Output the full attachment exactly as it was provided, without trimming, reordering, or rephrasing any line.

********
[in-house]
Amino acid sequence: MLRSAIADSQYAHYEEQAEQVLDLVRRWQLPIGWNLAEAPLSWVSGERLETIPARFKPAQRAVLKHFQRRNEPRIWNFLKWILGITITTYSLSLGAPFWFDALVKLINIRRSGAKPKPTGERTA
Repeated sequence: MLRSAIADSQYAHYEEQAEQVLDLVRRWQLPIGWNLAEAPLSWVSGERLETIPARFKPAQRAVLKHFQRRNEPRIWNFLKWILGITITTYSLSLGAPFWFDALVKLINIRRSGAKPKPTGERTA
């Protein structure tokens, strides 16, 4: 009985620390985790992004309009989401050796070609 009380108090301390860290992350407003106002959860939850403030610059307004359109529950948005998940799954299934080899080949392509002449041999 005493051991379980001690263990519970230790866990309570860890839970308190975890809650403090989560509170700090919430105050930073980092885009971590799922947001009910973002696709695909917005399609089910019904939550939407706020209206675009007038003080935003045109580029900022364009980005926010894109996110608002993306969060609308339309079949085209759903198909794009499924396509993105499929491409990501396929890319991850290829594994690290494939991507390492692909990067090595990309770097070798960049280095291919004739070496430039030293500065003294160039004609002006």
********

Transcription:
[in-house]
Amino acid sequence: MLRSAIADSQYAHYEEQAEQVLDLVRRWQLPIGWNLAEAPLSWVSGERLETIPARFKPAQRAVLKHFQRRNEPRIWNFLKWILGITITTYSLSLGAPFWFDALVKLINIRRSGAKPKPTGERTA
Repeated sequence: MLRSAIADSQYAHYEEQAEQVLDLVRRWQLPIGWNLAEAPLSWVSGERLETIPARFKPAQRAVLKHFQRRNEPRIWNFLKWILGITITTYSLSLGAPFWFDALVKLINIRRSGAKPKPTGERTA
């Protein structure tokens, strides 16, 4: 009985620390985790992004309009989401050796070609 009380108090301390860290992350407003106002959860939850403030610059307004359109529950948005998940799954299934080899080949392509002449041999 005493051991379980001690263990519970230790866990309570860890839970308190975890809650403090989560509170700090919430105050930073980092885009971590799922947001009910973002696709695909917005399609089910019904939550939407706020209206675009007038003080935003045109580029900022364009980005926010894109996110608002993306969060609308339309079949085209759903198909794009499924396509993105499929491409990501396929890319991850290829594994690290494939991507390492692909990067090595990309770097070798960049280095291919004739070496430039030293500065003294160039004609002006």